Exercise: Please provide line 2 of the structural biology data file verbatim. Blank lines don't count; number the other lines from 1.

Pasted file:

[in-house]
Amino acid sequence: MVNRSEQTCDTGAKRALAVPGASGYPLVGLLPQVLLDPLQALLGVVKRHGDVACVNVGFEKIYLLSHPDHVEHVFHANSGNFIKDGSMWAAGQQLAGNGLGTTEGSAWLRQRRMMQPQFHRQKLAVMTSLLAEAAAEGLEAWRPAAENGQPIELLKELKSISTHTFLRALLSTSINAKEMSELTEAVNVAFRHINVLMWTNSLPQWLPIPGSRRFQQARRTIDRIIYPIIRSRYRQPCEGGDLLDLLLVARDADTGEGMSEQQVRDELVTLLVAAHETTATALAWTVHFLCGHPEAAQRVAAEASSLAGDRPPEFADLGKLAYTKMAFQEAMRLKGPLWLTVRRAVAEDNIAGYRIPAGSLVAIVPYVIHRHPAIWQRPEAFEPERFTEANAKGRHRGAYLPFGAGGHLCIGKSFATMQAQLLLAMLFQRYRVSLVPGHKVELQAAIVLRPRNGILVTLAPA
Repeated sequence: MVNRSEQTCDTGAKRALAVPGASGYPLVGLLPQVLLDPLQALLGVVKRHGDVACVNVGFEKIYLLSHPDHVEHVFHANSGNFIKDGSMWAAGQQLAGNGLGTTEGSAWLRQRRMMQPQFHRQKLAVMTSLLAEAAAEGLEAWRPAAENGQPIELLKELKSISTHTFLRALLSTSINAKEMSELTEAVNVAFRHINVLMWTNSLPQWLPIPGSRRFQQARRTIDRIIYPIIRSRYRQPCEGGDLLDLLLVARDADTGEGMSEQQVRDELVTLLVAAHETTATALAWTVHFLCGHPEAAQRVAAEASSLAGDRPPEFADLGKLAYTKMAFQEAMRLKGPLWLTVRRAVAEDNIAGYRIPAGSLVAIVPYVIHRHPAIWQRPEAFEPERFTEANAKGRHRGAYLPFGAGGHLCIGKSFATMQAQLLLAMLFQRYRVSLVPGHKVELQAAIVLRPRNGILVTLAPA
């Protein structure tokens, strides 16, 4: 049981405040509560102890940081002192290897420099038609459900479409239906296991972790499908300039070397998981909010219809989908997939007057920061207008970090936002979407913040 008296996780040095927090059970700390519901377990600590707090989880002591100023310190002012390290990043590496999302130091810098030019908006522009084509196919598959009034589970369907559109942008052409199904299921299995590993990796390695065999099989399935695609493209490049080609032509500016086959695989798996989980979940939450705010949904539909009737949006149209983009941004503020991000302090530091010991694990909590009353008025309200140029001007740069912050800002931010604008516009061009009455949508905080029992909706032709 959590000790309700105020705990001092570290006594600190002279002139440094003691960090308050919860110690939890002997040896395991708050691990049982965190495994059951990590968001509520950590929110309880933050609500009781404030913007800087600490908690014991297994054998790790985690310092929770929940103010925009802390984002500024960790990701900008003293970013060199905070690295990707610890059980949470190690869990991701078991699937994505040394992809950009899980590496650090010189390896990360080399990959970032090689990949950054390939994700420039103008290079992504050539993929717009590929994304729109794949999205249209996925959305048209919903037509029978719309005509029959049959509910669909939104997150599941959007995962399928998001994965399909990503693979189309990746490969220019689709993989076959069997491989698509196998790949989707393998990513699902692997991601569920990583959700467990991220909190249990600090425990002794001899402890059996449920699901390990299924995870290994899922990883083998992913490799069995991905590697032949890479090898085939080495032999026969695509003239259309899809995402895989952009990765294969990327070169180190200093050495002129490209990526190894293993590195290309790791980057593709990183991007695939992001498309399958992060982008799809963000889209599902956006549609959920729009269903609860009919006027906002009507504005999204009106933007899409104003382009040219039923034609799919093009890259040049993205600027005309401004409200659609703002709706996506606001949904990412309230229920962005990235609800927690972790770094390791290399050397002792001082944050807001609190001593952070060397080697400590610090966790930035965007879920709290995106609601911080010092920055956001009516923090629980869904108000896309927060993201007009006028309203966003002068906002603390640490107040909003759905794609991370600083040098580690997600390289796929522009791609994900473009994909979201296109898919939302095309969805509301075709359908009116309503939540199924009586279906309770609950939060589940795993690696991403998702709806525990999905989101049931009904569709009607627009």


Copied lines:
Amino acid sequence: MVNRSEQTCDTGAKRALAVPGASGYPLVGLLPQVLLDPLQALLGVVKRHGDVACVNVGFEKIYLLSHPDHVEHVFHANSGNFIKDGSMWAAGQQLAGNGLGTTEGSAWLRQRRMMQPQFHRQKLAVMTSLLAEAAAEGLEAWRPAAENGQPIELLKELKSISTHTFLRALLSTSINAKEMSELTEAVNVAFRHINVLMWTNSLPQWLPIPGSRRFQQARRTIDRIIYPIIRSRYRQPCEGGDLLDLLLVARDADTGEGMSEQQVRDELVTLLVAAHETTATALAWTVHFLCGHPEAAQRVAAEASSLAGDRPPEFADLGKLAYTKMAFQEAMRLKGPLWLTVRRAVAEDNIAGYRIPAGSLVAIVPYVIHRHPAIWQRPEAFEPERFTEANAKGRHRGAYLPFGAGGHLCIGKSFATMQAQLLLAMLFQRYRVSLVPGHKVELQAAIVLRPRNGILVTLAPA